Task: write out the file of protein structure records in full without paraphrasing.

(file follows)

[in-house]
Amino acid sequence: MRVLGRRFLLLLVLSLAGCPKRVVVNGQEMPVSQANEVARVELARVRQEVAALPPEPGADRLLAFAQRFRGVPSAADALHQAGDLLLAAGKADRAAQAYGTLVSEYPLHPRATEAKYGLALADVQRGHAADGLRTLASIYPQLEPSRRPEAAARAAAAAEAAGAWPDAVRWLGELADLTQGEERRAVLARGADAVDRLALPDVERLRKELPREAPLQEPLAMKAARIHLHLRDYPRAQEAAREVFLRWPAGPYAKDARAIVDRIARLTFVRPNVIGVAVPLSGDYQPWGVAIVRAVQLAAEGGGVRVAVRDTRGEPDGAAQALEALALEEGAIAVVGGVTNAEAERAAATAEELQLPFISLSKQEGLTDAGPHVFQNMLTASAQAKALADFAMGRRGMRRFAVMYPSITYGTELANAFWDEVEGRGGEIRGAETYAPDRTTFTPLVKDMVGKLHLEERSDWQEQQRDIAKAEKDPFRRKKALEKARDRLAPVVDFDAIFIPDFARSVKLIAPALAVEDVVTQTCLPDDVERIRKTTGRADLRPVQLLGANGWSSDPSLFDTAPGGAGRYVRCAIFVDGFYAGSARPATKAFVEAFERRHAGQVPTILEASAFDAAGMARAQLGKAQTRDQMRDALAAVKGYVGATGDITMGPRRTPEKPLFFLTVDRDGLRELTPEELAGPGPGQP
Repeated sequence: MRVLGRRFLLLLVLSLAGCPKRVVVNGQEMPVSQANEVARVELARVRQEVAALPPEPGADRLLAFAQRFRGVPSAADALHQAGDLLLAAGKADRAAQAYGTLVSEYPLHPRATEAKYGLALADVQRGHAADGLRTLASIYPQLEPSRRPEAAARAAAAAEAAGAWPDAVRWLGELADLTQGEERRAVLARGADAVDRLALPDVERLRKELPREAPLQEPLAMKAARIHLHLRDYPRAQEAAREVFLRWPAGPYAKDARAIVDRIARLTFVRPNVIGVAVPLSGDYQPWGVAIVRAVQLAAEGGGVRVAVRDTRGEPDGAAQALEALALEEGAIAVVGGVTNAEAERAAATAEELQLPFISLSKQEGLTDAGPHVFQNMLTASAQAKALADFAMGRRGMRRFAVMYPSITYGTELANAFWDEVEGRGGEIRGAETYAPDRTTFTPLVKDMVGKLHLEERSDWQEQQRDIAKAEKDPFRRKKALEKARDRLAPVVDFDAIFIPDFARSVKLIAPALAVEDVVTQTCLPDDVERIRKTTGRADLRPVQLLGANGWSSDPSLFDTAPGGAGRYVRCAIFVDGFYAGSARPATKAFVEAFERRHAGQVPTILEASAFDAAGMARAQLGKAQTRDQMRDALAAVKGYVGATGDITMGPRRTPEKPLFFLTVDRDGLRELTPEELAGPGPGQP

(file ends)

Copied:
[in-house]
Amino acid sequence: MRVLGRRFLLLLVLSLAGCPKRVVVNGQEMPVSQANEVARVELARVRQEVAALPPEPGADRLLAFAQRFRGVPSAADALHQAGDLLLAAGKADRAAQAYGTLVSEYPLHPRATEAKYGLALADVQRGHAADGLRTLASIYPQLEPSRRPEAAARAAAAAEAAGAWPDAVRWLGELADLTQGEERRAVLARGADAVDRLALPDVERLRKELPREAPLQEPLAMKAARIHLHLRDYPRAQEAAREVFLRWPAGPYAKDARAIVDRIARLTFVRPNVIGVAVPLSGDYQPWGVAIVRAVQLAAEGGGVRVAVRDTRGEPDGAAQALEALALEEGAIAVVGGVTNAEAERAAATAEELQLPFISLSKQEGLTDAGPHVFQNMLTASAQAKALADFAMGRRGMRRFAVMYPSITYGTELANAFWDEVEGRGGEIRGAETYAPDRTTFTPLVKDMVGKLHLEERSDWQEQQRDIAKAEKDPFRRKKALEKARDRLAPVVDFDAIFIPDFARSVKLIAPALAVEDVVTQTCLPDDVERIRKTTGRADLRPVQLLGANGWSSDPSLFDTAPGGAGRYVRCAIFVDGFYAGSARPATKAFVEAFERRHAGQVPTILEASAFDAAGMARAQLGKAQTRDQMRDALAAVKGYVGATGDITMGPRRTPEKPLFFLTVDRDGLRELTPEELAGPGPGQP
Repeated sequence: MRVLGRRFLLLLVLSLAGCPKRVVVNGQEMPVSQANEVARVELARVRQEVAALPPEPGADRLLAFAQRFRGVPSAADALHQAGDLLLAAGKADRAAQAYGTLVSEYPLHPRATEAKYGLALADVQRGHAADGLRTLASIYPQLEPSRRPEAAARAAAAAEAAGAWPDAVRWLGELADLTQGEERRAVLARGADAVDRLALPDVERLRKELPREAPLQEPLAMKAARIHLHLRDYPRAQEAAREVFLRWPAGPYAKDARAIVDRIARLTFVRPNVIGVAVPLSGDYQPWGVAIVRAVQLAAEGGGVRVAVRDTRGEPDGAAQALEALALEEGAIAVVGGVTNAEAERAAATAEELQLPFISLSKQEGLTDAGPHVFQNMLTASAQAKALADFAMGRRGMRRFAVMYPSITYGTELANAFWDEVEGRGGEIRGAETYAPDRTTFTPLVKDMVGKLHLEERSDWQEQQRDIAKAEKDPFRRKKALEKARDRLAPVVDFDAIFIPDFARSVKLIAPALAVEDVVTQTCLPDDVERIRKTTGRADLRPVQLLGANGWSSDPSLFDTAPGGAGRYVRCAIFVDGFYAGSARPATKAFVEAFERRHAGQVPTILEASAFDAAGMARAQLGKAQTRDQMRDALAAVKGYVGATGDITMGPRRTPEKPLFFLTVDRDGLRELTPEELAGPGPGQP